Roadmap to Power Sector Reform in Nigeria: The availability of reliable Electric Power to the homes and businesses of our Tcitizens has been one item in our national life that we have approached with so much hope and yet experienced so much frustration over the past decades. Various regimes, in the distant past, paid little attention to the sector but in the recent decades, subsequent regimes have put in billions of naira to reverse the neglect and mismanagement which has characterised the sector... Dr. Goodluck Ebele Jonathan, GCFR President and Commander-in-Chief of the Armed Forces Federal Republic of Nigeria.
As President and Commander-in-Chief of the Armed Forces, I and my Vice President, Arc. Namadi Sambo, GCON, are conscious that what we do with the Nigerian electricity supply industry will go a long way in determining whether Nigeria remains in darkness or joins the rest of the world in the race for development. Our commitment is to bring an end to our nation's stunted growth and usher in the fresh air of prosperity by pursuing a new era of sector-wide reform which is driven by improved service delivery to every class of customers in the Nigerian electricity sector.
The full implementation of the Electric Power Sector Reform has been a key priority for this administration. We established the Presidential Action Committee on Power (PACP) with a view to eliminating red tape and the often over-bureaucratic and inefficient nature of decision-making in government. I commend all members of the PACP, including key stakeholders and heads of institutions.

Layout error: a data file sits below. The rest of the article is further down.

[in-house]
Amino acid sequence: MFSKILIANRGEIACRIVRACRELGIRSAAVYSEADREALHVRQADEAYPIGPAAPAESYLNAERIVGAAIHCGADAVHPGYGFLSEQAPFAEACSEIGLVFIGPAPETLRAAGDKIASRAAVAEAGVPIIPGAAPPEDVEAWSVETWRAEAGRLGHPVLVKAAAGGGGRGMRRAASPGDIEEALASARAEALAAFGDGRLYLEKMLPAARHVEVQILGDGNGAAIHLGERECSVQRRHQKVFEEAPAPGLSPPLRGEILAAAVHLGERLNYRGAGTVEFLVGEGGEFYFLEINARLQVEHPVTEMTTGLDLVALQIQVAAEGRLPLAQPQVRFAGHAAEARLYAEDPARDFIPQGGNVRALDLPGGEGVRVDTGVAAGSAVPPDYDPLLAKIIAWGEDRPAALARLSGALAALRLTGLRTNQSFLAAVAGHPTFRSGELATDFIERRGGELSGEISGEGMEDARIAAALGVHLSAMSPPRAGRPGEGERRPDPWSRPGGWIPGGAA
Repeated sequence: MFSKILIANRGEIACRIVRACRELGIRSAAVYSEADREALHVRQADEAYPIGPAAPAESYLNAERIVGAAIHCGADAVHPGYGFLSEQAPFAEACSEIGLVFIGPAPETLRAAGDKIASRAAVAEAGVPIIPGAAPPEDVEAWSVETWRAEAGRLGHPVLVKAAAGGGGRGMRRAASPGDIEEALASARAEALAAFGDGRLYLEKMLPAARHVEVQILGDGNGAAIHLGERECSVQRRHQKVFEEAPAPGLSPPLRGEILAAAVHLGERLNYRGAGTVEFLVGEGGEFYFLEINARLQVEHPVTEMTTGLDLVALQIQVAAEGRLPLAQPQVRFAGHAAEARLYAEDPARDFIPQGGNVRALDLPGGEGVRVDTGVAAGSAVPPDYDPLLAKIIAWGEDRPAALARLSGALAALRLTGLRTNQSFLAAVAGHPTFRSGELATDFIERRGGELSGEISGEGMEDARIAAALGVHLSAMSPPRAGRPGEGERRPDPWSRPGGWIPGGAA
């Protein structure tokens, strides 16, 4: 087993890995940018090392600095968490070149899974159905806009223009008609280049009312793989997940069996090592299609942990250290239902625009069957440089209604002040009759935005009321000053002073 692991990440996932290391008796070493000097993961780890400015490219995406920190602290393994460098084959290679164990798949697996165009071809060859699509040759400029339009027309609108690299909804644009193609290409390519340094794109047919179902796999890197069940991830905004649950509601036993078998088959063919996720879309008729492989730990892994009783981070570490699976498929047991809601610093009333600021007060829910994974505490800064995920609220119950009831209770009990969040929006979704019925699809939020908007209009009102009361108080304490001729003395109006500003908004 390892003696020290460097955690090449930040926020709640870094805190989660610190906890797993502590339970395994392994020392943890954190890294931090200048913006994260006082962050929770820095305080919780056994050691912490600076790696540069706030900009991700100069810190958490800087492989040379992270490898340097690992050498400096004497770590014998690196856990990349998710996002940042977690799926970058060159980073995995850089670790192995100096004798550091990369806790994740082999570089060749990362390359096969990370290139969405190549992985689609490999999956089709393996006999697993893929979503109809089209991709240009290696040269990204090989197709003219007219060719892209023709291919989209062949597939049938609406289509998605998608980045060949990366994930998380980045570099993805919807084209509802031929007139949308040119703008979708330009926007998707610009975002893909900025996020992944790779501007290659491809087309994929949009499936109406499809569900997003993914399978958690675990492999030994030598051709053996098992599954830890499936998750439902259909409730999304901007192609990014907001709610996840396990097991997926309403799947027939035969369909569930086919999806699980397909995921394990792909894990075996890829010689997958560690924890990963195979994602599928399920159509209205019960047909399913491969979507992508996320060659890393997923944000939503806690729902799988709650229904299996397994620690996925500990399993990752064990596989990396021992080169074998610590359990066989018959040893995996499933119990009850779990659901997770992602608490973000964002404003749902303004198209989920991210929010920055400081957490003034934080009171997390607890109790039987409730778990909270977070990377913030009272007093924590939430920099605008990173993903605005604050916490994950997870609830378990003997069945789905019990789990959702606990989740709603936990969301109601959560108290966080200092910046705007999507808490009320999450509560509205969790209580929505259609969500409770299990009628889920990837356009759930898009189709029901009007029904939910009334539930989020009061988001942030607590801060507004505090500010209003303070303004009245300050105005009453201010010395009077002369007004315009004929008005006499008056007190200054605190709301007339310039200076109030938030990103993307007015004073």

The Presidential Task Force on Power is the engine room that drives the vision of the PACP. The Task Force has the mandate to develop the Roadmap and provide monitoring to ensure effective implementation of the plan. Their activities will introduce a greater degree of transparency to the way in which we implement the reforms and greater accountability on the part of those responsible.
In developing this Roadmap we have built on the solid foundation laid down in 2001/2002 by the adoption of the National Electric Power Policy, and in 2005 with the promulgation of the Electric Power Sector Reform Act. This Roadmap heralds our advance to the final and very important stage in the reform process. This is the stage where we ensure that the fundamental changes to the ownership, control and regulation of the sector envisaged by the legislation are achieved and the downstream benefits are realised.
In the same way that the reforms in the telecommunications sector paved the way for the benefits we all enjoy today, we believe that with diligent implementation and meticulous application of what this Roadmap provides, we will see an end to the chronic electric power supply shortages we know too well, and witness the birth of a modern, efficient, customer focused, private sector driven electricity supply industry. We have the will. This Roadmap shows the way.
Introduction and Executive Summary